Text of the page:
We see that you are pushing boundaries in terms of contemporary menswear but when do you know when to stop and draw the line?

There is a fine line, as much as I do want to challenge them and present something new, I do want the guys be able to wear my pieces. I always keep in mind whether they will be able to wear my pieces, whether can they wear this or if they can they walk in this. Eventhough they are going to stand out, I still want to make it practical and functional.

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Describe the Chelsea Bravo man. 

He is someone who is in the creative industry and he is very much into art and fashion. I feel that with my collections, you have to understand the concept behind the clothes to get it. If a guy looked at my jumpsuit straight on he might be afraid of it but if you were a more artistic guy , you can appreciate it a lot more. It’s just a man who can appreciate design and who appreciates the inspirations that have been put into the garment or collection. It depends on the guy, it’s all about open mindedness.

Which celebrities would you love to dress?

Pharrell Williams, Yasiin Bey aka Mos Def and Andre 3000 as they are just really cool dudes who are not afraid to stand out from the crowd.

How do you find the menswear scene in London?

I feel like it has grown so much. Another reason I felt like doing menswear in London was because when I think of menswear here, it is all about suits and tailoring and I find that so boring. I appreciate the craft of it but I find it boring. Over the last 5 years, menswear has grown so much in London that it has become more exciting with elements of streetwear and it is now much more creative and experimental, and it has made guys become more brave to try new things.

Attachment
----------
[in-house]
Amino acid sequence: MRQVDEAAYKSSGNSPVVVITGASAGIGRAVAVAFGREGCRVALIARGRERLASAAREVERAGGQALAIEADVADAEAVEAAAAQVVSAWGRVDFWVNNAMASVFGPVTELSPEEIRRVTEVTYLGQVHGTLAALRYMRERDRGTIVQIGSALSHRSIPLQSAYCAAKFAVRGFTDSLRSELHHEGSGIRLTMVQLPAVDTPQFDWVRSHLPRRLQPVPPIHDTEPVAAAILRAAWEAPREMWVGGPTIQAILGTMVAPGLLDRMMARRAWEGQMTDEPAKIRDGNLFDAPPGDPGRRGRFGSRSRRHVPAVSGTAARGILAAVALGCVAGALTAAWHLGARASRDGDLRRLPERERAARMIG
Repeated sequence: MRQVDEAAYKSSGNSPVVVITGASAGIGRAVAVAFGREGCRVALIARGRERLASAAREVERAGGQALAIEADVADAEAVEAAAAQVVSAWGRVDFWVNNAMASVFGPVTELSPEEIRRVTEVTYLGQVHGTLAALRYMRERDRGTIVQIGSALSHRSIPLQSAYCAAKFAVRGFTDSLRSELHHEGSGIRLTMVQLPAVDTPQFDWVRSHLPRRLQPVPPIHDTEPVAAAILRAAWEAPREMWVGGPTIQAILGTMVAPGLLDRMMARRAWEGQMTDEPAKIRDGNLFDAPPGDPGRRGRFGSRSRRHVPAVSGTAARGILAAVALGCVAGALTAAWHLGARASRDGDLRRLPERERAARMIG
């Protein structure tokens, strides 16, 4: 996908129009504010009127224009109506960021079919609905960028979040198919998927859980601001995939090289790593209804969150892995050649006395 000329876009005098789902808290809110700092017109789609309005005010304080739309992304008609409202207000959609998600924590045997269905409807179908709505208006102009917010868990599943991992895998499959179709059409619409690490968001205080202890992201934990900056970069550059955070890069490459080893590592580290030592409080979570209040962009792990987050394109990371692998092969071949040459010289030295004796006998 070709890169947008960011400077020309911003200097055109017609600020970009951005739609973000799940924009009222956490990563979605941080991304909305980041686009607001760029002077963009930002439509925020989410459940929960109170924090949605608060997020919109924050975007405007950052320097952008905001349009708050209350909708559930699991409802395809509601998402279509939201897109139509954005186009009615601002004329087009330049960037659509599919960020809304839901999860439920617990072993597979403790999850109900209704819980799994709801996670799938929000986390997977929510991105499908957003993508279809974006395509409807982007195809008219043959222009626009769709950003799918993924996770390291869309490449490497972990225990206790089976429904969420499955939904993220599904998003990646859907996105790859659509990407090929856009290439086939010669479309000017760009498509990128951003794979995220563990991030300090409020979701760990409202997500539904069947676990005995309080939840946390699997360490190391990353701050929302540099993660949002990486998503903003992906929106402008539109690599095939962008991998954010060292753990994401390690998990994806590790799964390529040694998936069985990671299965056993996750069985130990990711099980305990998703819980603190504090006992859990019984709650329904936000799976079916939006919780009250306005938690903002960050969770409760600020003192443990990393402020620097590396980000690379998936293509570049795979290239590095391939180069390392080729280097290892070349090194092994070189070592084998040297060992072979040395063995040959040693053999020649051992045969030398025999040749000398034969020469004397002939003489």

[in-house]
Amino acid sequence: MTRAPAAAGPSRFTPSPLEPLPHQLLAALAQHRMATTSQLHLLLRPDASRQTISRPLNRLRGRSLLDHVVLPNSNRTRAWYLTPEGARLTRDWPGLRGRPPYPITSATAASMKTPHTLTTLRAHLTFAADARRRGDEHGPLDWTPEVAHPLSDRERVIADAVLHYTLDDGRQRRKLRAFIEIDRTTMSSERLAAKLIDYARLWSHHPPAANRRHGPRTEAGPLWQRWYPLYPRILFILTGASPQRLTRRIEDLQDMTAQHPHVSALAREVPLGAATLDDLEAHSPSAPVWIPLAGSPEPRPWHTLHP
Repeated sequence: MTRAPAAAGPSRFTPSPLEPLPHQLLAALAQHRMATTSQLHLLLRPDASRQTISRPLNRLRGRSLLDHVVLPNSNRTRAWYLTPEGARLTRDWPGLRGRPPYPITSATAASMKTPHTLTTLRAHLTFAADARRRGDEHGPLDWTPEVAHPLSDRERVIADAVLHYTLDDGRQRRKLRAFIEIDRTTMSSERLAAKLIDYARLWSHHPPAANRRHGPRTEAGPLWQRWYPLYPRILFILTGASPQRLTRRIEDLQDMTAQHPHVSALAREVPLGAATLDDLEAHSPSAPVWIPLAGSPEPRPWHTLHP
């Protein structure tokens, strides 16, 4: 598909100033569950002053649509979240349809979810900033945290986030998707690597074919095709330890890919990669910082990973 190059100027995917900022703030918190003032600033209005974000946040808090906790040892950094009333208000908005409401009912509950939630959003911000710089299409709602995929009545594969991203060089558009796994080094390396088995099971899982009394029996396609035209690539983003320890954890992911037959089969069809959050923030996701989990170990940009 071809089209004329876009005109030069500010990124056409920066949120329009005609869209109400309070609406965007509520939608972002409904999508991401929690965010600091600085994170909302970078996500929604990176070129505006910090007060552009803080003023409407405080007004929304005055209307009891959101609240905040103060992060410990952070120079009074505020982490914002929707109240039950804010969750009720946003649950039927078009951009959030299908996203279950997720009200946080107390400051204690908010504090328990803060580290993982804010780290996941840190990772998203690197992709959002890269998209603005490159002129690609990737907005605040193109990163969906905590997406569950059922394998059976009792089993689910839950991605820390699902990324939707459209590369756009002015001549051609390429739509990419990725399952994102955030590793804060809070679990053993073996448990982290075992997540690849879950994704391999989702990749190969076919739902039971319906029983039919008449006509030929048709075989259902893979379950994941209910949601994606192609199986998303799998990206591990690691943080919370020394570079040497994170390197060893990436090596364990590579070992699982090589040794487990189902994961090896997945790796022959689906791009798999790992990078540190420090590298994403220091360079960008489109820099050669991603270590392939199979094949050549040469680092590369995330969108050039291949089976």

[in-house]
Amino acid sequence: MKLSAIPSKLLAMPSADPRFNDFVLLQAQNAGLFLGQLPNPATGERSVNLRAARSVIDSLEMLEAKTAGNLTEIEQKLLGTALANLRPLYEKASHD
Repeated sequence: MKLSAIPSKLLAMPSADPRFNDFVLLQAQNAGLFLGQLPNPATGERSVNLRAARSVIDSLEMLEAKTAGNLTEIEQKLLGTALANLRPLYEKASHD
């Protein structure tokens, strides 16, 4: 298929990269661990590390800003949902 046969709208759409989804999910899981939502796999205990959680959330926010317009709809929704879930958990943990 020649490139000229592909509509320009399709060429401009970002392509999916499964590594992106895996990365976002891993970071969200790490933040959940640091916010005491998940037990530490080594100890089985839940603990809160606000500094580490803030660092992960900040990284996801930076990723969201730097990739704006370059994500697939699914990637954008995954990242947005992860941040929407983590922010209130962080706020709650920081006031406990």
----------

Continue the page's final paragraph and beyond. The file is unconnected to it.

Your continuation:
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Are there any menswear designers that you look up to? 

I’ve always looked up to the Japanese, so it’ll be like Yohji Yamamoto and Rei Kawakubo, just everything she has build as a brand, I really admire. They just really changed the game and revolutionized it, and they are always remembered. I’d like to meet them for sure and maybe have Yohji Yamamoto be my god father or something, it would be so cool!

What can we expect from your new collection that you will be showing this coming January at the London Collections: Men? 

A lot of texture, a lot of navy and that’s all I’m going to say for now. It will be a little bit more muted than ‘Concourse’ which was all about the colours and being very bright but the new collection is a little more subdued and muted, and it will be a little more moody.

Where would you like to see the brand Chelsea Bravo be in 5 years time? 

I would love to have my own store. Just to be sold at major department stores and places that I love like Dover Street Market, LN-CC, and Selfridges, like really cool top fashion boutiques, that is where I would like to see the brands. But step-by-step first.

Interviewed by: Ievan Darwin